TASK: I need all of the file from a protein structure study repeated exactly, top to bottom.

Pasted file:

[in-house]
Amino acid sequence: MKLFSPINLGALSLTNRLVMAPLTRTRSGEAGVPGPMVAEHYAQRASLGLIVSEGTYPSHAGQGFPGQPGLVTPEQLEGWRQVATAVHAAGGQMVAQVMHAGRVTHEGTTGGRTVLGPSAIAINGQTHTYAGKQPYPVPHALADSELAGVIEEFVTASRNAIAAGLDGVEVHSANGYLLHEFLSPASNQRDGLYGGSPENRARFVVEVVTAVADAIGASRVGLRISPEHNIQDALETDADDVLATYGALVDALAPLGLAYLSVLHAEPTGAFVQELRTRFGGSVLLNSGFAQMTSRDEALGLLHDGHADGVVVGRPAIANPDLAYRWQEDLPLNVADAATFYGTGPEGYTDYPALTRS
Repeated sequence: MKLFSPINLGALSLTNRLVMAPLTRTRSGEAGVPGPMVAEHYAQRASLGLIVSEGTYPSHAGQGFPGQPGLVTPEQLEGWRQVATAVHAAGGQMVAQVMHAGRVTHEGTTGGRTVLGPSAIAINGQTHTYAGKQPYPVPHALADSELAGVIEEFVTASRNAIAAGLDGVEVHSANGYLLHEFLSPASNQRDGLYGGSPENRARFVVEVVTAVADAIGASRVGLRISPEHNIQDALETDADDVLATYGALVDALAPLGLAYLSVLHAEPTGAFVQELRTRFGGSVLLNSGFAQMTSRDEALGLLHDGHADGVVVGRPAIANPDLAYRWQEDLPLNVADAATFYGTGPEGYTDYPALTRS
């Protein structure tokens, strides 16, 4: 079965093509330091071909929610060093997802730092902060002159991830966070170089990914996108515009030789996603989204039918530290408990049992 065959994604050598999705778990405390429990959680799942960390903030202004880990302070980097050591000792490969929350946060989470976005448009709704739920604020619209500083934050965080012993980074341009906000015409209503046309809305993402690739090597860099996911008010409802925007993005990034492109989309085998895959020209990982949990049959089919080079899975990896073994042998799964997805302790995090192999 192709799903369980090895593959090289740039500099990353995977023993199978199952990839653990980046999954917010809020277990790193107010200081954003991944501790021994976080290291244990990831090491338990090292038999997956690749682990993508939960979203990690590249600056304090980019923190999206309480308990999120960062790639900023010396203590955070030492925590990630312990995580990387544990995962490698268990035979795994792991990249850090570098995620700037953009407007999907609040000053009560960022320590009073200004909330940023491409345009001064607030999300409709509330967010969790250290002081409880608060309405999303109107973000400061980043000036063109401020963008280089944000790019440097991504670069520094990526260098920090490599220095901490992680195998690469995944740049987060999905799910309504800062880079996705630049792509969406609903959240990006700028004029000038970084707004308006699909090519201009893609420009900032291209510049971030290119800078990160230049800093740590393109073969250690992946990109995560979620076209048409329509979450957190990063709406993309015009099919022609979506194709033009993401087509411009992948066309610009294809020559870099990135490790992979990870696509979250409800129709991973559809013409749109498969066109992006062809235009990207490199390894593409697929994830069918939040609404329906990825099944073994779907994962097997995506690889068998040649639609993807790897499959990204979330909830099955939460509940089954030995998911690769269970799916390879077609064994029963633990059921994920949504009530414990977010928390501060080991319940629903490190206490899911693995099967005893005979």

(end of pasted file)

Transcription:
[in-house]
Amino acid sequence: MKLFSPINLGALSLTNRLVMAPLTRTRSGEAGVPGPMVAEHYAQRASLGLIVSEGTYPSHAGQGFPGQPGLVTPEQLEGWRQVATAVHAAGGQMVAQVMHAGRVTHEGTTGGRTVLGPSAIAINGQTHTYAGKQPYPVPHALADSELAGVIEEFVTASRNAIAAGLDGVEVHSANGYLLHEFLSPASNQRDGLYGGSPENRARFVVEVVTAVADAIGASRVGLRISPEHNIQDALETDADDVLATYGALVDALAPLGLAYLSVLHAEPTGAFVQELRTRFGGSVLLNSGFAQMTSRDEALGLLHDGHADGVVVGRPAIANPDLAYRWQEDLPLNVADAATFYGTGPEGYTDYPALTRS
Repeated sequence: MKLFSPINLGALSLTNRLVMAPLTRTRSGEAGVPGPMVAEHYAQRASLGLIVSEGTYPSHAGQGFPGQPGLVTPEQLEGWRQVATAVHAAGGQMVAQVMHAGRVTHEGTTGGRTVLGPSAIAINGQTHTYAGKQPYPVPHALADSELAGVIEEFVTASRNAIAAGLDGVEVHSANGYLLHEFLSPASNQRDGLYGGSPENRARFVVEVVTAVADAIGASRVGLRISPEHNIQDALETDADDVLATYGALVDALAPLGLAYLSVLHAEPTGAFVQELRTRFGGSVLLNSGFAQMTSRDEALGLLHDGHADGVVVGRPAIANPDLAYRWQEDLPLNVADAATFYGTGPEGYTDYPALTRS
């Protein structure tokens, strides 16, 4: 079965093509330091071909929610060093997802730092902060002159991830966070170089990914996108515009030789996603989204039918530290408990049992 065959994604050598999705778990405390429990959680799942960390903030202004880990302070980097050591000792490969929350946060989470976005448009709704739920604020619209500083934050965080012993980074341009906000015409209503046309809305993402690739090597860099996911008010409802925007993005990034492109989309085998895959020209990982949990049959089919080079899975990896073994042998799964997805302790995090192999 192709799903369980090895593959090289740039500099990353995977023993199978199952990839653990980046999954917010809020277990790193107010200081954003991944501790021994976080290291244990990831090491338990090292038999997956690749682990993508939960979203990690590249600056304090980019923190999206309480308990999120960062790639900023010396203590955070030492925590990630312990995580990387544990995962490698268990035979795994792991990249850090570098995620700037953009407007999907609040000053009560960022320590009073200004909330940023491409345009001064607030999300409709509330967010969790250290002081409880608060309405999303109107973000400061980043000036063109401020963008280089944000790019440097991504670069520094990526260098920090490599220095901490992680195998690469995944740049987060999905799910309504800062880079996705630049792509969406609903959240990006700028004029000038970084707004308006699909090519201009893609420009900032291209510049971030290119800078990160230049800093740590393109073969250690992946990109995560979620076209048409329509979450957190990063709406993309015009099919022609979506194709033009993401087509411009992948066309610009294809020559870099990135490790992979990870696509979250409800129709991973559809013409749109498969066109992006062809235009990207490199390894593409697929994830069918939040609404329906990825099944073994779907994962097997995506690889068998040649639609993807790897499959990204979330909830099955939460509940089954030995998911690769269970799916390879077609064994029963633990059921994920949504009530414990977010928390501060080991319940629903490190206490899911693995099967005893005979």